Hard cider is kind of having its moment.
Sales of cider, which is fermented apple juice, are rising from about $35 million in 2009 to $172 million this year, according to Chicago-based market research firm IRI. While it was the drink of choice of the pilgrims, today Americans are reacquainting themselves with cider and demand is booming.
One of the largest producers in the U.S. and at the forefront of the American cider revival is Farnum Hill Ciders in Lebanon, New Hampshire. They've been producing top-tier ciders since the 1980s and craft cider like great winemakers create great wine.
And like great winemakers, the choice in apples for their hard cider is critical. Not all apples grow up to be cider apples, at least not at Farnum Hill Ciders. The cider house is picky about their apples, choosing from the crème of the crop at Poverty Lane Orchards. The cider house and apple orchard share a farm nestled in the sleepy town of Lebanon.
Apple farmer Stephen Wood grows and harvests only the best apples.
"You need apples that have got tannins. You need apples that have got acid. And among them and a few others you need apples that do not taste fruity on the tree but that provide a fruitiness to the fermented cider."
Cidermaker Nicole Leibon says that well-developed hard cider shouldn’t taste like fizzy apple juice or apple soda. Great cider, she says, should have a lot of character and dimension to its taste.
Wood has been working with apples since the early 60s and got his start growing and selling table apples. But cider apples are different and too tart to eat. However, crushing the fruit brings out a tart, dry sweetness, so it makes an excellent ingredient in cider.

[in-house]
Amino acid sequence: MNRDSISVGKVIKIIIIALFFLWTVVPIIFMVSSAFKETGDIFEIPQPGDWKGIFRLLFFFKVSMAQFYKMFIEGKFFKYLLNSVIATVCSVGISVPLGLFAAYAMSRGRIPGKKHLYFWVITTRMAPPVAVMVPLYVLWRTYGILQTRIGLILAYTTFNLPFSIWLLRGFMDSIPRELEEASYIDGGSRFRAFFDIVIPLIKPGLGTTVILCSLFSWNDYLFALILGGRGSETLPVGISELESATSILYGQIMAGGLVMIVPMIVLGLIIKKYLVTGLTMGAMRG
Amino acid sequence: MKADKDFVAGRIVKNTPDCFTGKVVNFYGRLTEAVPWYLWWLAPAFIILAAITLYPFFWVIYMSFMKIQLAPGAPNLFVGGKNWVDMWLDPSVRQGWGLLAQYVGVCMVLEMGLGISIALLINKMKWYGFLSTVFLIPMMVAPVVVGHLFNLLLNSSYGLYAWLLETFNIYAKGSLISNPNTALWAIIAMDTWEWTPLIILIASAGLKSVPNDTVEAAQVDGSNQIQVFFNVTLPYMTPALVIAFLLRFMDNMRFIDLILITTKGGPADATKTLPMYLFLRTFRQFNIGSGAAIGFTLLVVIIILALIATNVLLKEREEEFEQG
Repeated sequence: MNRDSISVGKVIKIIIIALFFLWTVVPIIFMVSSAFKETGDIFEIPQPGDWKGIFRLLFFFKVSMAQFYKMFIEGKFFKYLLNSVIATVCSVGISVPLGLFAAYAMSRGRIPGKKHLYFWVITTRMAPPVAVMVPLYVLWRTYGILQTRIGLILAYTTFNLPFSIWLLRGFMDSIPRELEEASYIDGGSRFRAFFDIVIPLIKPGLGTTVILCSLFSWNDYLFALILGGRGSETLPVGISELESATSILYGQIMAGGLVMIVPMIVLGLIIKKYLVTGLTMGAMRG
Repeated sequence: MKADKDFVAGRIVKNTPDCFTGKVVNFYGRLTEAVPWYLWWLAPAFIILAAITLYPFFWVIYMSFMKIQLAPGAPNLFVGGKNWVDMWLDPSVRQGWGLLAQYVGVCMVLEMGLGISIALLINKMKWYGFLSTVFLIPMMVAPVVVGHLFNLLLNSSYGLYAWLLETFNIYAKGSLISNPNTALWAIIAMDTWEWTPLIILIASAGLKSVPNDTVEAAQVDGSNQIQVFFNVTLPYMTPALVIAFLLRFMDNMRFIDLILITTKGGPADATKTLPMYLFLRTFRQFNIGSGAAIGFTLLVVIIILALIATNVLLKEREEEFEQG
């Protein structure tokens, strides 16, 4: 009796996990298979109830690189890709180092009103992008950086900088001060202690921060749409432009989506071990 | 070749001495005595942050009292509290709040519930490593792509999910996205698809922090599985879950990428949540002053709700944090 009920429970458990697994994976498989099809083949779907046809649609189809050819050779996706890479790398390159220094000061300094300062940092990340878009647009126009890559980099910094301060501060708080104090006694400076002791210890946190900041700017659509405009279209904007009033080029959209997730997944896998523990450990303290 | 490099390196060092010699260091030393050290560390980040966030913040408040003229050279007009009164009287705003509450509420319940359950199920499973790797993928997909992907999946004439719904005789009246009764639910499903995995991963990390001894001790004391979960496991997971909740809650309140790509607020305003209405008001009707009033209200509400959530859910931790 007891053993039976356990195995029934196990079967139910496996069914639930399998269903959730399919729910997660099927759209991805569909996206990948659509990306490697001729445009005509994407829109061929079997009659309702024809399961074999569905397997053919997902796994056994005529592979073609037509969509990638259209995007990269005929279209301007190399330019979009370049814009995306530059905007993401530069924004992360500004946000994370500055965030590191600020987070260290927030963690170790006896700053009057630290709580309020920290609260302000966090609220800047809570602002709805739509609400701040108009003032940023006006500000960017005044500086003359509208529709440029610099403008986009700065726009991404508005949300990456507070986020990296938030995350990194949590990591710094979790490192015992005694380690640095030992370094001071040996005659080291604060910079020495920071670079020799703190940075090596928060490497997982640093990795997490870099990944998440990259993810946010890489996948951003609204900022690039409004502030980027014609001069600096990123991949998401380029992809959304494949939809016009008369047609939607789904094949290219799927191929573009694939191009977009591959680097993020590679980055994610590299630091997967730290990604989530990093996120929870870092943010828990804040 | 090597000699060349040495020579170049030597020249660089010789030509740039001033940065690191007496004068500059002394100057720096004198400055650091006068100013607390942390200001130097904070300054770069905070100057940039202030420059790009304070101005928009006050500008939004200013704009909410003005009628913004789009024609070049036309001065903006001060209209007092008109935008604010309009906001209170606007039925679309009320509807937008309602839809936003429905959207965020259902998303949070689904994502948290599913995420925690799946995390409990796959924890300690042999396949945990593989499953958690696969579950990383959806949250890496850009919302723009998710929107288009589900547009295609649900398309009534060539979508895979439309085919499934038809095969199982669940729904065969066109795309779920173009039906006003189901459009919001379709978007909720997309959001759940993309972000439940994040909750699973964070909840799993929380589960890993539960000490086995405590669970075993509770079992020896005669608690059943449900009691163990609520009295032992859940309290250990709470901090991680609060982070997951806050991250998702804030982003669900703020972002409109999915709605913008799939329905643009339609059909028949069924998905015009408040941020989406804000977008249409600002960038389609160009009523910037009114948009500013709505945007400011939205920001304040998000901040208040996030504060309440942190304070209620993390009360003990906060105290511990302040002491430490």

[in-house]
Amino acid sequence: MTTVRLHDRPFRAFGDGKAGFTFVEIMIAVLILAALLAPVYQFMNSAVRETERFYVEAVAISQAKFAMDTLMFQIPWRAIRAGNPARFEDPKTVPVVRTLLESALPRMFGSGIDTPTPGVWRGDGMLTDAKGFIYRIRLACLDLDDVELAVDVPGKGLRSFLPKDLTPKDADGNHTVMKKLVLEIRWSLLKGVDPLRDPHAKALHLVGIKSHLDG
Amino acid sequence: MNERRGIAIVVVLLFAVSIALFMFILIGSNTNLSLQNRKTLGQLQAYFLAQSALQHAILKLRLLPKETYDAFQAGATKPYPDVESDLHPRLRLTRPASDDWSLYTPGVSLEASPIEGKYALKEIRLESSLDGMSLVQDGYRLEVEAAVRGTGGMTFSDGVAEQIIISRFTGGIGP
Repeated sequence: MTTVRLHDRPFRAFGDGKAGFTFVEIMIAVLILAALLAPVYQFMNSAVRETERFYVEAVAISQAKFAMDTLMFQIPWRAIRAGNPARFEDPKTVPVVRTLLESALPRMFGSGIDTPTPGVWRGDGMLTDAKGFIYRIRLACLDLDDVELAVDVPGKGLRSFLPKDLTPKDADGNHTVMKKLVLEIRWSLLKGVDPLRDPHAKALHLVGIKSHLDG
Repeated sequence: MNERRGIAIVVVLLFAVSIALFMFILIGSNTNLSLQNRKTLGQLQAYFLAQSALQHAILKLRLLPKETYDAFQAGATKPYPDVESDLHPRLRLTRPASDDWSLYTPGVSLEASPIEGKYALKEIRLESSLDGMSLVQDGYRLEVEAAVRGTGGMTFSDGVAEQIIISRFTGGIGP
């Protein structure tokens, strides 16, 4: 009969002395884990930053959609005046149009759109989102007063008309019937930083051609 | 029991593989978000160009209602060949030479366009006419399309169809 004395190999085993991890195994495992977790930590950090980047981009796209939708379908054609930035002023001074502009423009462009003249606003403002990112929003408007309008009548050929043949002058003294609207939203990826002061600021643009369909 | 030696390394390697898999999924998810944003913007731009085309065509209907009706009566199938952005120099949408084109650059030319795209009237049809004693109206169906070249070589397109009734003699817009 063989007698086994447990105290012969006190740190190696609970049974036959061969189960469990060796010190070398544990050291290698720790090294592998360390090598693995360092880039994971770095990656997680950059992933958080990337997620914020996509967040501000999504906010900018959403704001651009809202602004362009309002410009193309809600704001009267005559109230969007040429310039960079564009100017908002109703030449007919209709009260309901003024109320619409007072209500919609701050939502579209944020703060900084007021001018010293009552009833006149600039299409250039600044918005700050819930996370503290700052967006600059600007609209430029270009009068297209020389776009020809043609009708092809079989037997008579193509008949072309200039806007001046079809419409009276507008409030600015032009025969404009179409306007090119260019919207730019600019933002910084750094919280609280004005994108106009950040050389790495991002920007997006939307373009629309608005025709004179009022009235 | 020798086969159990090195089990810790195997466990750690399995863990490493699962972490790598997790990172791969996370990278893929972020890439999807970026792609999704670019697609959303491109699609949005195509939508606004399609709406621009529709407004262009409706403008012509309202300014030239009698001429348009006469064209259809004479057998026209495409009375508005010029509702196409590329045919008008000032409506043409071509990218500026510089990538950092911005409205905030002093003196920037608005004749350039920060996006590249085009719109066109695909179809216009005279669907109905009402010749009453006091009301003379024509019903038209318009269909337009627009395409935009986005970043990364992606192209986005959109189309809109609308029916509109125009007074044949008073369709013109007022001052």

When the industry began to shift, he decided it was time to make a change.
"When everybody wants an apple the size of your head, and it needs to be waxed in order to sell…we couldn't distinguish ourselves any longer."
Wood decided to start growing cider apples exclusively.
"We had to find something this land could give real value to. So we ripped out acres and acres of Macinstosh and Cortlands and planted a bunch of apples that you can’t eat."
Woods orchard produces the largest volume of cider apples in the country, and his cider reflects it, brewing over 12 different cider varieties this season.
"What makes them different and better is that we picked apples that grow well here…that really want to live here."
With decades of experience under their belt, the farmers at Farnum Hill Ciders are getting praise from the industry.
"We were the flaky people that planted apples that you couldn't eat… it’s exciting to be treated as pioneers instead of like Martians as we were at first," co-owner of Farnum Hill Ciders, Louisa Spencer says.
Spencer says the industry is getting bigger and that can only be a good thing for cider-enthusiasts. “People are planting for cider now. It’s finally starting. Each hillside and each region is going to lend its own character to the apples grown there. Pretty soon it will be something analogous to a cider scene the way there is a wine scene on the land. And that can only be good.”
Wood says the focus for his cider is all about the taste. "We don't want a bottle of cider to interrupt a conversation like people intend their wines to. We want the cider to shut up and contribute to the conversation by being nice."